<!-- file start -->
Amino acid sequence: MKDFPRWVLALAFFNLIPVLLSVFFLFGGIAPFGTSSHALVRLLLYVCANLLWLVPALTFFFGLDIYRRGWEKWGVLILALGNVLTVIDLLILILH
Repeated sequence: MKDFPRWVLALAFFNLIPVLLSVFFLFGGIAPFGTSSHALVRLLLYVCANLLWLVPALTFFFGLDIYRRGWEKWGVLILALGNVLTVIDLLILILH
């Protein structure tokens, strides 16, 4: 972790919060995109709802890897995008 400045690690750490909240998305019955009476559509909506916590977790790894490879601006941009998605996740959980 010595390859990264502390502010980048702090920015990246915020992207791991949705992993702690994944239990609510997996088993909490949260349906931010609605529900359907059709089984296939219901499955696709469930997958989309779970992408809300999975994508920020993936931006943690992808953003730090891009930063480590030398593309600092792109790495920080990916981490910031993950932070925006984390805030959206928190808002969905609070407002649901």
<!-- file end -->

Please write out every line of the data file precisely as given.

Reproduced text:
Amino acid sequence: MKDFPRWVLALAFFNLIPVLLSVFFLFGGIAPFGTSSHALVRLLLYVCANLLWLVPALTFFFGLDIYRRGWEKWGVLILALGNVLTVIDLLILILH
Repeated sequence: MKDFPRWVLALAFFNLIPVLLSVFFLFGGIAPFGTSSHALVRLLLYVCANLLWLVPALTFFFGLDIYRRGWEKWGVLILALGNVLTVIDLLILILH
């Protein structure tokens, strides 16, 4: 972790919060995109709802890897995008 400045690690750490909240998305019955009476559509909506916590977790790894490879601006941009998605996740959980 010595390859990264502390502010980048702090920015990246915020992207791991949705992993702690994944239990609510997996088993909490949260349906931010609605529900359907059709089984296939219901499955696709469930997958989309779970992408809300999975994508920020993936931006943690992808953003730090891009930063480590030398593309600092792109790495920080990916981490910031993950932070925006984390805030959206928190808002969905609070407002649901």